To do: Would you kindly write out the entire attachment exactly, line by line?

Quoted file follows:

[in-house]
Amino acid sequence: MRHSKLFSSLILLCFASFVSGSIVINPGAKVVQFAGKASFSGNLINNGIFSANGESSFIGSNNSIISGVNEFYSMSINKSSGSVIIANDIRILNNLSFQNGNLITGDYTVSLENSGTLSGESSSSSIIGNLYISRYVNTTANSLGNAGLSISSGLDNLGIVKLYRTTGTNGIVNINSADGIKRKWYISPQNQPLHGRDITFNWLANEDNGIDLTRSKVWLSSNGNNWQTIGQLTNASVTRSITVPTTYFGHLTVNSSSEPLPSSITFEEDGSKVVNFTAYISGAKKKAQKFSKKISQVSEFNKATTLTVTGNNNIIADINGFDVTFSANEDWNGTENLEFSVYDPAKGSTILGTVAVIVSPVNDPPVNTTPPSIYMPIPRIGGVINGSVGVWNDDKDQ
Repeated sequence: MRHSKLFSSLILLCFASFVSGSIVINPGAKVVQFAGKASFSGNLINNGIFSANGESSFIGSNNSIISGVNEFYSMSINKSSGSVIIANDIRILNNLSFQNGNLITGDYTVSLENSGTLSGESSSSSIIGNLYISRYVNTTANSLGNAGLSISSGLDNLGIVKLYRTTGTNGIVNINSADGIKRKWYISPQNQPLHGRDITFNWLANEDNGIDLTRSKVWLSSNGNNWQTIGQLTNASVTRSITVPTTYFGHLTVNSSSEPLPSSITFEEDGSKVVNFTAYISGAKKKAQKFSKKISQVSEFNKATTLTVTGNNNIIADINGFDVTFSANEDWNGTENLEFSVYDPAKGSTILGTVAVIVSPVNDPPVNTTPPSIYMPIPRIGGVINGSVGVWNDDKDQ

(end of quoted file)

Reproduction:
[in-house]
Amino acid sequence: MRHSKLFSSLILLCFASFVSGSIVINPGAKVVQFAGKASFSGNLINNGIFSANGESSFIGSNNSIISGVNEFYSMSINKSSGSVIIANDIRILNNLSFQNGNLITGDYTVSLENSGTLSGESSSSSIIGNLYISRYVNTTANSLGNAGLSISSGLDNLGIVKLYRTTGTNGIVNINSADGIKRKWYISPQNQPLHGRDITFNWLANEDNGIDLTRSKVWLSSNGNNWQTIGQLTNASVTRSITVPTTYFGHLTVNSSSEPLPSSITFEEDGSKVVNFTAYISGAKKKAQKFSKKISQVSEFNKATTLTVTGNNNIIADINGFDVTFSANEDWNGTENLEFSVYDPAKGSTILGTVAVIVSPVNDPPVNTTPPSIYMPIPRIGGVINGSVGVWNDDKDQ
Repeated sequence: MRHSKLFSSLILLCFASFVSGSIVINPGAKVVQFAGKASFSGNLINNGIFSANGESSFIGSNNSIISGVNEFYSMSINKSSGSVIIANDIRILNNLSFQNGNLITGDYTVSLENSGTLSGESSSSSIIGNLYISRYVNTTANSLGNAGLSISSGLDNLGIVKLYRTTGTNGIVNINSADGIKRKWYISPQNQPLHGRDITFNWLANEDNGIDLTRSKVWLSSNGNNWQTIGQLTNASVTRSITVPTTYFGHLTVNSSSEPLPSSITFEEDGSKVVNFTAYISGAKKKAQKFSKKISQVSEFNKATTLTVTGNNNIIADINGFDVTFSANEDWNGTENLEFSVYDPAKGSTILGTVAVIVSPVNDPPVNTTPPSIYMPIPRIGGVINGSVGVWNDDKDQ